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Universal Credit childcare policy "hurts the poorest"

By Rachel Lawler
baby universal credit childcare
Childcare support for parents claiming Universal Credit “directly conflicts” with the government’s aim of making it easier for parents to work, according to a new report from the Work and Pensions Committee.
The report says: “Universal Credit claimants must pay for childcare upfront and claim reimbursement from the Department after the childcare has been provided.”
This, the report argues, leaves many families with a choice: “turn down a job offer, or get themselves into debt in order to pay for childcare”.
30-hours and Tax-Free Childcare
The committee says that this is particularly unfair at a time when families on higher incomes, earning up to £200,000 a year, are supported with the Tax-Free Childcare and 30-hours schemes.
“The government should divert funding from those schemes towards improving universal credit childcare support,” the report says.
Additional fees
The report also noted that many childcare providers are charging parents for additional services or consumables, as a result of underfunding for the 30-hours offer. Some providers charge these to make up for the shortfall between their usual fees and their funding rate.
According to the report, these additional fees cannot be reimbursed under Universal Credit. It questioned whether the Department for Work and Pensions should “pick up costs resulting from the Department for Education’s policy”.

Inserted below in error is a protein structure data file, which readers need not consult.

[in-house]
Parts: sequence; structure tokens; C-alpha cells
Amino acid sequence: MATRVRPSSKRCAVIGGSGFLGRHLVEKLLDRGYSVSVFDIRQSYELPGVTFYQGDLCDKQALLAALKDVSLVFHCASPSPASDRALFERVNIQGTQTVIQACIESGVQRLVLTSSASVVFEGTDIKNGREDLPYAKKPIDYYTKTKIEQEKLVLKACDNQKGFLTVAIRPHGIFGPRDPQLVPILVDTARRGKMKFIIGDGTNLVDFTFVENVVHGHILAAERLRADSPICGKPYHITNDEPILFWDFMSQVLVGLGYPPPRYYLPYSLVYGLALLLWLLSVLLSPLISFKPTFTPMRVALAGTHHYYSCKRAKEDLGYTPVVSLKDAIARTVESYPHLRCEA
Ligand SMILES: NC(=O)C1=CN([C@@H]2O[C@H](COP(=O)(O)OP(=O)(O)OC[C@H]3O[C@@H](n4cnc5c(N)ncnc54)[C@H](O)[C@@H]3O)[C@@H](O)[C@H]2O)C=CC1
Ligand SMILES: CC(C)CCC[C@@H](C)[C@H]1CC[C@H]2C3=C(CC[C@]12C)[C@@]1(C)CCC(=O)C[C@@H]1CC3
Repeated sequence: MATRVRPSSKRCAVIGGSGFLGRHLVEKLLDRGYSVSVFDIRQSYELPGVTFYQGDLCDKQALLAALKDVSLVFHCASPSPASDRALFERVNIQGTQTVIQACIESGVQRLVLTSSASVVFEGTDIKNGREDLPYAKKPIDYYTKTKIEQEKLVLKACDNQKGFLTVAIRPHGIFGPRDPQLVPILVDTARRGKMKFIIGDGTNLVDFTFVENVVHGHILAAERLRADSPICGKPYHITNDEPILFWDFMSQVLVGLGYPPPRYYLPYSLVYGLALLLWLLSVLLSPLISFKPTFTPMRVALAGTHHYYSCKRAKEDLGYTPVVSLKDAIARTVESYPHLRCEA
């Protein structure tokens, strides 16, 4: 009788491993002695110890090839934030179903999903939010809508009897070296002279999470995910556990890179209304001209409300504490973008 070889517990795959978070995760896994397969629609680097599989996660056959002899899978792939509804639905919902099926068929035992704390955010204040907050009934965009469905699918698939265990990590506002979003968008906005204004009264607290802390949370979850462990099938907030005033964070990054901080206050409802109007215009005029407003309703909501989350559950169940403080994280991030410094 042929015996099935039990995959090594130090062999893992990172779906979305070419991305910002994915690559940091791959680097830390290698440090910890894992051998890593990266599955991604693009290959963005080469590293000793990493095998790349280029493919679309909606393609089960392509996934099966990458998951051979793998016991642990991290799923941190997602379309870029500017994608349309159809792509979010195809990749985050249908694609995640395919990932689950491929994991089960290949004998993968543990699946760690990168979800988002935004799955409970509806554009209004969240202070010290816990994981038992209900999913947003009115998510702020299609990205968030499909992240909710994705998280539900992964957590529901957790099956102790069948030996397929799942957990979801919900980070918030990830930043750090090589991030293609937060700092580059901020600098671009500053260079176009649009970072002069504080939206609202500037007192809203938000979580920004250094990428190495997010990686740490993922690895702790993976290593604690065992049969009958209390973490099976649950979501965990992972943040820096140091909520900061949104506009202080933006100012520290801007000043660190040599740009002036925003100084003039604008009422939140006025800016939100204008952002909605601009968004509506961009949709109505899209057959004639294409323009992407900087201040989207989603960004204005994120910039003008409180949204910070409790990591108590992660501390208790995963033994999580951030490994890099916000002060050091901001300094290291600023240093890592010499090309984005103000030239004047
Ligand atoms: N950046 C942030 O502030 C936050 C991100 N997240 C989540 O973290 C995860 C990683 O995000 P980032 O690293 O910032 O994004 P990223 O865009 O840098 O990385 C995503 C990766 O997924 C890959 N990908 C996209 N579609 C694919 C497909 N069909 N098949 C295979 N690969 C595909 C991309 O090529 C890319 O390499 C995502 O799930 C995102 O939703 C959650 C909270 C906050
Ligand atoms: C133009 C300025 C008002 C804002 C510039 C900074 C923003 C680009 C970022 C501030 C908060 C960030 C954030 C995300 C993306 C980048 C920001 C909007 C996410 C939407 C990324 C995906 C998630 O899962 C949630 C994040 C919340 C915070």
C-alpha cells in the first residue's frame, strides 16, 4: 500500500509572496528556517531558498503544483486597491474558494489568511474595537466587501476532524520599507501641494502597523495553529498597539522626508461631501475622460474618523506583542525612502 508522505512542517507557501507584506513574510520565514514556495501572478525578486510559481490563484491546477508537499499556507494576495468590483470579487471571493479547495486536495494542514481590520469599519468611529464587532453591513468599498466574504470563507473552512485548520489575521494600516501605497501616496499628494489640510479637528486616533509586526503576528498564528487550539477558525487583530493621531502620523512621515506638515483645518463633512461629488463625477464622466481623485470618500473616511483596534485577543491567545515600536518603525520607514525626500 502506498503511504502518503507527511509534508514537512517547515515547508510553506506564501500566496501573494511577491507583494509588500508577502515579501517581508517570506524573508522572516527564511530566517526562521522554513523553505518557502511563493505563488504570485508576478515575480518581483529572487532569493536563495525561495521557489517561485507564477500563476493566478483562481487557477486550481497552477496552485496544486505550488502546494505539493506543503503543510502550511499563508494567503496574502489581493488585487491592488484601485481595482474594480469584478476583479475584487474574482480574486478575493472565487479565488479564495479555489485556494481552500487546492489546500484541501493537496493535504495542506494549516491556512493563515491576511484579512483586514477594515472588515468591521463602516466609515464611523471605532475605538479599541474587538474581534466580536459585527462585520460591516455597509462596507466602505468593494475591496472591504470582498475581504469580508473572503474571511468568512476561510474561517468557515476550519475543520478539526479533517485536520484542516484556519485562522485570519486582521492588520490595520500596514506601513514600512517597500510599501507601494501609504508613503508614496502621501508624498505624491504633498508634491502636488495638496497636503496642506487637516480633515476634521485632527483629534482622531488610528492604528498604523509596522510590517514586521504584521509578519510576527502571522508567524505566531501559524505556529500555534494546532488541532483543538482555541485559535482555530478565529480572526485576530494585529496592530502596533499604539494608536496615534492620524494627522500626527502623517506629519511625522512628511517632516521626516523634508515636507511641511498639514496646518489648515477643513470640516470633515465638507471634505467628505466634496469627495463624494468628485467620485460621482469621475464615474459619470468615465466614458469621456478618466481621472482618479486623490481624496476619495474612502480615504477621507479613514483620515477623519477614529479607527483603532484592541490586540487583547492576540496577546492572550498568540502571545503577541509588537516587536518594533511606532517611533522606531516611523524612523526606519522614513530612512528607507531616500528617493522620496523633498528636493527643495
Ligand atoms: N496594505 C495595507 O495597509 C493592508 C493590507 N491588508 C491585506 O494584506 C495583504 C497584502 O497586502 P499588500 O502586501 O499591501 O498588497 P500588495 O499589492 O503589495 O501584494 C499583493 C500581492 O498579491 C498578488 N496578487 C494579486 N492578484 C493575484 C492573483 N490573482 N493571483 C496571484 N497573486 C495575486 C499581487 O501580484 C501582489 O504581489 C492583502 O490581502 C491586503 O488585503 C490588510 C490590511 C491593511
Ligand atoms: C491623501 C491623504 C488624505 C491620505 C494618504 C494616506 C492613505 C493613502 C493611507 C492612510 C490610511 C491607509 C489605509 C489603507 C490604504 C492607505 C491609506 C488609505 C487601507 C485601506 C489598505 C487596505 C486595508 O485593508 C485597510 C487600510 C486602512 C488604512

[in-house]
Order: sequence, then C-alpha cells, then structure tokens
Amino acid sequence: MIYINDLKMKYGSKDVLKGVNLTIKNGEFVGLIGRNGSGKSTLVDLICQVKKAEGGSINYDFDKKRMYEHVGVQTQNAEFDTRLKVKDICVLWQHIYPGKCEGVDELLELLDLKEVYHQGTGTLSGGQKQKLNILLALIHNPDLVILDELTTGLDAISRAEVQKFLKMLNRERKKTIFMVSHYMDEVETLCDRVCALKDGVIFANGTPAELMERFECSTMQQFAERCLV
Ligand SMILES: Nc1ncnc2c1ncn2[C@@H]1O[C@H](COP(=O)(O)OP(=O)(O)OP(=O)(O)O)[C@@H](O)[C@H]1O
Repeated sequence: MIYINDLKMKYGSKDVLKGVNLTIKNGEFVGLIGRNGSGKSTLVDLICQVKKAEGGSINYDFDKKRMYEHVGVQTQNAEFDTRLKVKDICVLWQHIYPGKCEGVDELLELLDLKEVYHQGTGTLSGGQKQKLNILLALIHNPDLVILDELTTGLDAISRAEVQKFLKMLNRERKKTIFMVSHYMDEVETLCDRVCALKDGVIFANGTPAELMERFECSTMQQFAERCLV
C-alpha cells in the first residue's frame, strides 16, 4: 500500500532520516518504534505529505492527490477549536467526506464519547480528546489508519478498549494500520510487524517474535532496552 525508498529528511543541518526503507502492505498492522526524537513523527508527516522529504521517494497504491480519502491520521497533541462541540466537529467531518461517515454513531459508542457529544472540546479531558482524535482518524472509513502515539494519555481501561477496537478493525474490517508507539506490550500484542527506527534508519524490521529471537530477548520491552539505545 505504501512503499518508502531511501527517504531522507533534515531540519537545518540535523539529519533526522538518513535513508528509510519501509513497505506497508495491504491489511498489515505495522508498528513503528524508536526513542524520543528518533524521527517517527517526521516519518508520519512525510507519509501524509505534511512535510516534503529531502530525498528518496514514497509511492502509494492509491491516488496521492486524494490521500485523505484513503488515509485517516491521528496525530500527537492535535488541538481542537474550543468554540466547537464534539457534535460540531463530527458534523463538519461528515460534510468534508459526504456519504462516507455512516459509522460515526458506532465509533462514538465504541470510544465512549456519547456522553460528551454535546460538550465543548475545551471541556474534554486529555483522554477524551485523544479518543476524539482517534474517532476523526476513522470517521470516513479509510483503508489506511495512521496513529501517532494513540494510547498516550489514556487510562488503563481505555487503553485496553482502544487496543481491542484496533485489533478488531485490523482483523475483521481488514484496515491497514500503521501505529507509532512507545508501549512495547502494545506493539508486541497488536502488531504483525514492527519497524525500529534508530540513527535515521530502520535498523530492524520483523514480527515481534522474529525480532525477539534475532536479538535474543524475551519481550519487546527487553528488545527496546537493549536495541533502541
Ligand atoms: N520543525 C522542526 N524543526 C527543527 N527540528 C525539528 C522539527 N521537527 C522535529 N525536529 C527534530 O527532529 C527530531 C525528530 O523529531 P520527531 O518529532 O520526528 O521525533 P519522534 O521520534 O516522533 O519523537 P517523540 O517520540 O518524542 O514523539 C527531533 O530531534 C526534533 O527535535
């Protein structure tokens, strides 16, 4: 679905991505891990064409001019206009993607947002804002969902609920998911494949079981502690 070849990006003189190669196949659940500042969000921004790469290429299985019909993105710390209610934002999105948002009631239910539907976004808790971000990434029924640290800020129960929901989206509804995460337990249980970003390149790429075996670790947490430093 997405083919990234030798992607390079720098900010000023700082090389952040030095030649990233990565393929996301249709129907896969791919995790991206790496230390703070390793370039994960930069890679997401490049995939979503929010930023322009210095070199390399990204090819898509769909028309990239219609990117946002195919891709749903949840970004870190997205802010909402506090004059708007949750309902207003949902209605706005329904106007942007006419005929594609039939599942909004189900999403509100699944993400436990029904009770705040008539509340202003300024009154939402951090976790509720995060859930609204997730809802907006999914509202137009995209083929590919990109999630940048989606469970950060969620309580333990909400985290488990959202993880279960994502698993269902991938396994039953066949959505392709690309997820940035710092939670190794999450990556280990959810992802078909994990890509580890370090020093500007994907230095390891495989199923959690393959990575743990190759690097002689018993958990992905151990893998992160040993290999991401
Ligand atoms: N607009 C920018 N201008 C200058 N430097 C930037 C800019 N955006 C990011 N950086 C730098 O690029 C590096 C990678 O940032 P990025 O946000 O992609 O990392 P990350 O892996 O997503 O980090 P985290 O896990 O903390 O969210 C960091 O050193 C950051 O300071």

While early years providers can charge for meals and other consumables, or additional activities, the Department for Education’s operational guidance makes it clear that parents must be given an alternative option of supplying their own consumables. It says that “all parents should have the same rights to access a free entitlement place, regardless of whether they choose to pay for additional hours of provision, additional activities or meals”.
The committee said that it would look to take further evidence on this issue.
The report called for Universal Credit claimants to be directed to the Flexible Support Fund to help with paying for upfront childcare costs. This fund has been underspent each year since 2012-13 and very little of this has been spent on childcare in the past.
It also also suggested that payments for upfront childcare costs are paid directly to childcare providers and called for better advice on childcare for claimants.
Find out more
Alliance calls for Universal Credit stories

The Alliance wants to better understand providers’ experiences of working with families in receipt of Universal Credit, particularly if there have been issues with parents who were unaware they couldn’t claim back addtional charges.

If your setting has children whose parents receive Universal Credit, please fill in our online form.